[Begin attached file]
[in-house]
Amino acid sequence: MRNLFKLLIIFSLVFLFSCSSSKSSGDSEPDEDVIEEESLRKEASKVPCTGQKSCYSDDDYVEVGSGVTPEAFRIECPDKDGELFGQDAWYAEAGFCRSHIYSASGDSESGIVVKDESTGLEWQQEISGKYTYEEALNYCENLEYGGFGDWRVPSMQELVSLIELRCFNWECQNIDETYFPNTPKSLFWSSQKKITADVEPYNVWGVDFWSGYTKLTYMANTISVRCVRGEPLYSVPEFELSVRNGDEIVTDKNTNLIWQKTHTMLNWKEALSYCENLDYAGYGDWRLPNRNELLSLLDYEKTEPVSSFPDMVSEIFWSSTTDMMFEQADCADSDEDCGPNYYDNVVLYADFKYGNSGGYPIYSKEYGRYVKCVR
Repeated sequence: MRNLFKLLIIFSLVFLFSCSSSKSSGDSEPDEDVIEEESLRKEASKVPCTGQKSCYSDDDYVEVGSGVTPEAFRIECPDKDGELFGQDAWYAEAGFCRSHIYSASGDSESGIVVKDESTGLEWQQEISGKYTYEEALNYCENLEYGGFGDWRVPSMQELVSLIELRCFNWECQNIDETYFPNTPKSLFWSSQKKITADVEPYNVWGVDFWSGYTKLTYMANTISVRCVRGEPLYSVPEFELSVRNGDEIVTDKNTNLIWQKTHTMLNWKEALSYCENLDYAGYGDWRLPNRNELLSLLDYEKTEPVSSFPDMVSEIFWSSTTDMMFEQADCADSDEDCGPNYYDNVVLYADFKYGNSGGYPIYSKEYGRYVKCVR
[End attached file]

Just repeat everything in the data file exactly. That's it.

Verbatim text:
[in-house]
Amino acid sequence: MRNLFKLLIIFSLVFLFSCSSSKSSGDSEPDEDVIEEESLRKEASKVPCTGQKSCYSDDDYVEVGSGVTPEAFRIECPDKDGELFGQDAWYAEAGFCRSHIYSASGDSESGIVVKDESTGLEWQQEISGKYTYEEALNYCENLEYGGFGDWRVPSMQELVSLIELRCFNWECQNIDETYFPNTPKSLFWSSQKKITADVEPYNVWGVDFWSGYTKLTYMANTISVRCVRGEPLYSVPEFELSVRNGDEIVTDKNTNLIWQKTHTMLNWKEALSYCENLDYAGYGDWRLPNRNELLSLLDYEKTEPVSSFPDMVSEIFWSSTTDMMFEQADCADSDEDCGPNYYDNVVLYADFKYGNSGGYPIYSKEYGRYVKCVR
Repeated sequence: MRNLFKLLIIFSLVFLFSCSSSKSSGDSEPDEDVIEEESLRKEASKVPCTGQKSCYSDDDYVEVGSGVTPEAFRIECPDKDGELFGQDAWYAEAGFCRSHIYSASGDSESGIVVKDESTGLEWQQEISGKYTYEEALNYCENLEYGGFGDWRVPSMQELVSLIELRCFNWECQNIDETYFPNTPKSLFWSSQKKITADVEPYNVWGVDFWSGYTKLTYMANTISVRCVRGEPLYSVPEFELSVRNGDEIVTDKNTNLIWQKTHTMLNWKEALSYCENLDYAGYGDWRLPNRNELLSLLDYEKTEPVSSFPDMVSEIFWSSTTDMMFEQADCADSDEDCGPNYYDNVVLYADFKYGNSGGYPIYSKEYGRYVKCVR